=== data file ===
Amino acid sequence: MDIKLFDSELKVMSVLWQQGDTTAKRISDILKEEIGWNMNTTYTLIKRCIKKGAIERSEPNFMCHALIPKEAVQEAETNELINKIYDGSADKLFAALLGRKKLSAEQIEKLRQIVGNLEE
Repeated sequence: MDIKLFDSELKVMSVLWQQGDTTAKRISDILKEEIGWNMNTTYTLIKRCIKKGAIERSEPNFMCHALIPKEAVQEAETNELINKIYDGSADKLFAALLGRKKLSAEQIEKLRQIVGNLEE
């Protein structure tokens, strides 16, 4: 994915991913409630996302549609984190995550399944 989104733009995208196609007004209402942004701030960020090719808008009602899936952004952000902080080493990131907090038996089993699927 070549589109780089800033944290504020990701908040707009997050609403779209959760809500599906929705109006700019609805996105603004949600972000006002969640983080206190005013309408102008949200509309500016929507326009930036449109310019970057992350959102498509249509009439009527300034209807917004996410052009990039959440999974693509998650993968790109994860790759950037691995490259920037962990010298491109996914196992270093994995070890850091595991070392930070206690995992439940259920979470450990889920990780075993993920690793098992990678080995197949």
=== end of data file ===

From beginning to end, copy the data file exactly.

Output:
Amino acid sequence: MDIKLFDSELKVMSVLWQQGDTTAKRISDILKEEIGWNMNTTYTLIKRCIKKGAIERSEPNFMCHALIPKEAVQEAETNELINKIYDGSADKLFAALLGRKKLSAEQIEKLRQIVGNLEE
Repeated sequence: MDIKLFDSELKVMSVLWQQGDTTAKRISDILKEEIGWNMNTTYTLIKRCIKKGAIERSEPNFMCHALIPKEAVQEAETNELINKIYDGSADKLFAALLGRKKLSAEQIEKLRQIVGNLEE
């Protein structure tokens, strides 16, 4: 994915991913409630996302549609984190995550399944 989104733009995208196609007004209402942004701030960020090719808008009602899936952004952000902080080493990131907090038996089993699927 070549589109780089800033944290504020990701908040707009997050609403779209959760809500599906929705109006700019609805996105603004949600972000006002969640983080206190005013309408102008949200509309500016929507326009930036449109310019970057992350959102498509249509009439009527300034209807917004996410052009990039959440999974693509998650993968790109994860790759950037691995490259920037962990010298491109996914196992270093994995070890850091595991070392930070206690995992439940259920979470450990889920990780075993993920690793098992990678080995197949």